Tate Britain, London, 24 February–8 August 2010
by THE EDITOR
The current Tate Britain exhibition does much to reposition Moore after the past two decades of equilibrium, on a rising trajectory again, and it must be said to be both a timely and valiant tribute. Most significantly it gives special prominence to the superb and evocative Shelter Drawings, a moving tribute by Moore to the trials and tribulations experienced by the London East End population during the Blitz. Moore had, by chance during an air raid, been trapped underground for a considerable period in the Tilbury tube tunnel, close to Dockland, and had the presence of mind to pull out his sketchbook and record the recumbent exhausted or sleeping figures en masse and individually or in groups as they lay in blankets along the tube tunnels. Moore listed the subjects drawn heads, bodies in silhouette, mostly reclining, many of whom were breathing with difficulty. Although the later German holocaust images had still not yet hit the world, Moore’s long serried lines of threatened, sheltering humanity have an equal impact, of man’s inhumanity to man.
A sound curatorial decision was taken by Tate Britain and the Henry Moore Foundation not to cover Moore’s work beyond the 1950s. The motivation was to reconnect Moore necessarily with the 1930s dynamism, of Surrealism, and artists such as Picasso and Brancusi. The touch of an English, palliative strain was often present in Moore’s work, in the immediate post-war years, although tougher images such as the Atom Head followed later on. This tendency to a softer content combined with a powerful materality still had to be played down in the wider world, if Moore was not ever to be deemed provincial, in the way that his contemporary Ben Nicolson was. At this point of reappraisal the Shelter Drawings raise a new significance to a key hardening in Moore’s approach, especially as kicked in by his own first war experience and now the Blitz. English art has always by tradition been haunted by the shadow of parochialism. Moore avoided this tipping point succinctly, but those responsible for maintaining his reputation including from post-war days the British Council, have to remain vigilant. Henry Moore was a great European sculptor, a master of materiality and form, as the sequence of reclining figures convincingly affirm, Even in the Shelter Drawings, the redemptive figure of the Unesco Reclining Figure can be traced in the blanket clad refugees. The world will still ask why the tortured figures developed by Francis Bacon, including such as the Pope paintings need no such fostering. By contrast they most truly represent the anxieties and distressed decadence of the post-war 20th century.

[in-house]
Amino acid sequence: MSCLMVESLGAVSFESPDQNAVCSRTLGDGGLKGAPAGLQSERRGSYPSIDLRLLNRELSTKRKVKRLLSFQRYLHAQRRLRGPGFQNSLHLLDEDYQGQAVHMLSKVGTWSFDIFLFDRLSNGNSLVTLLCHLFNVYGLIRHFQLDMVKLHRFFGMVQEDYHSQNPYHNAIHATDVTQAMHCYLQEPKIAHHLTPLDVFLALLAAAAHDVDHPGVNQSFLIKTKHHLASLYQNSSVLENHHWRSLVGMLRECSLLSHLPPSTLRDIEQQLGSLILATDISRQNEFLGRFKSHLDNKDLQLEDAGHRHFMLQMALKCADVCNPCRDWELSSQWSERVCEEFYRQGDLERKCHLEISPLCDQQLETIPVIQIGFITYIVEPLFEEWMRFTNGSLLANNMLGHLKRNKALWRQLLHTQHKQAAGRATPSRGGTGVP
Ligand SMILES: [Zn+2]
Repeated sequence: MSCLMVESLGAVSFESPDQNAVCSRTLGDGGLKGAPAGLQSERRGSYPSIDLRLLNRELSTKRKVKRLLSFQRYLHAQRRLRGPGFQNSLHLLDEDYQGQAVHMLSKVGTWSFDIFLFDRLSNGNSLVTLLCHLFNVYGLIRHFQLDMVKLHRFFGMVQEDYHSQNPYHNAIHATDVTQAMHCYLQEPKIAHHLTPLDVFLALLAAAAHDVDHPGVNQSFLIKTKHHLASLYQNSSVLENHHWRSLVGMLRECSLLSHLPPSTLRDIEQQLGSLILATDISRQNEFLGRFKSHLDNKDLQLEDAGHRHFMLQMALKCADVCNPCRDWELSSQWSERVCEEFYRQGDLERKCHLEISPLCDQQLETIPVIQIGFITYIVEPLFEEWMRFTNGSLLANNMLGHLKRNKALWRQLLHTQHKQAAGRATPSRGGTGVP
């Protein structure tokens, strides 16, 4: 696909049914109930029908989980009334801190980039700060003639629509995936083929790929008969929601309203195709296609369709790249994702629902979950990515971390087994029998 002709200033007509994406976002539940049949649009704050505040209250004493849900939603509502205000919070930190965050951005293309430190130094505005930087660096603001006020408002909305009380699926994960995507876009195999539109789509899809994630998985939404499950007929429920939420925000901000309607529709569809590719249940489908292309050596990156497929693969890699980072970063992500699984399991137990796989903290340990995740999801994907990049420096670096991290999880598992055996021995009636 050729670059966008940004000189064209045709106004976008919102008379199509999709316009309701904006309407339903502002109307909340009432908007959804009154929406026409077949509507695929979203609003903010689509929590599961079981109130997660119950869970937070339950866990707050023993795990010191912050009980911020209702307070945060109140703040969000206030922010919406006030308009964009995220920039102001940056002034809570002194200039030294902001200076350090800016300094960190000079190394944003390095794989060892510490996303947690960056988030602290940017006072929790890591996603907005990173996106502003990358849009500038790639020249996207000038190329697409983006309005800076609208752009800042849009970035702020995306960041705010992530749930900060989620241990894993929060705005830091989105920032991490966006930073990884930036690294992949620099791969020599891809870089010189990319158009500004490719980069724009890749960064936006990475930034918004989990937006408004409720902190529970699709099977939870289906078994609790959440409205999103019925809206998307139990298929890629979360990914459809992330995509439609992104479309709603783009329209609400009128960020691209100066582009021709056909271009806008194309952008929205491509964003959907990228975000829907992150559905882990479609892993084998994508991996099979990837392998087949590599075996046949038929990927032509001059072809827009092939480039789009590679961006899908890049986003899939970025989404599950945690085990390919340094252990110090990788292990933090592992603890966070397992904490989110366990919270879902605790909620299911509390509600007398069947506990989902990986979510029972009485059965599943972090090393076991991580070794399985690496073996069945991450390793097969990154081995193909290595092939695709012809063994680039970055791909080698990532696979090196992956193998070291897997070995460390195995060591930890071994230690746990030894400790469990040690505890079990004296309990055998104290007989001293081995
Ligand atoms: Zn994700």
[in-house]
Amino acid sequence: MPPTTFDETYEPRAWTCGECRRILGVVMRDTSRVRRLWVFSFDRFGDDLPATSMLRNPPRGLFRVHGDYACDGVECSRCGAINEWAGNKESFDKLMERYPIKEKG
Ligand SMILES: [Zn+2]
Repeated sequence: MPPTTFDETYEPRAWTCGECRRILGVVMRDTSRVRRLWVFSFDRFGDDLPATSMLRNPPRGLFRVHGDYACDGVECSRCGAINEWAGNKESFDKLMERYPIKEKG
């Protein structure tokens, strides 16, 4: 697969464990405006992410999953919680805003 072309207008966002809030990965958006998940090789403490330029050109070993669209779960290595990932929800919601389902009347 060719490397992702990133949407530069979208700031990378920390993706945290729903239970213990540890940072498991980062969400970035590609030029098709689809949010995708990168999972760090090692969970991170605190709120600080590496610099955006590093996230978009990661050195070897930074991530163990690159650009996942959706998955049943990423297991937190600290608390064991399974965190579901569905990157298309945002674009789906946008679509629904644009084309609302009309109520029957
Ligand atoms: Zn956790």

Rewinding personalities: Van Dyck at Tate Britain
The short journey from the British Museum down to Tate Britain is currently a rewarding trip. The British Museum gives us, with the exhibition dedicated to Shah Abbas, the early 17th century unifier of Iran, a clear comparison as to how a portraitist can contextualise his sitter.
Chris Ofili at Tate Britain
Chris Ofili’s mid-career retrospective at Tate Britain is a crowd pleaser, and this is no bad thing. What comes across most strongly in the exhibition is Ofili’s tactile approach to painting and his joy of colour, leading to the exciting realisation that his painting still has the power to enthral.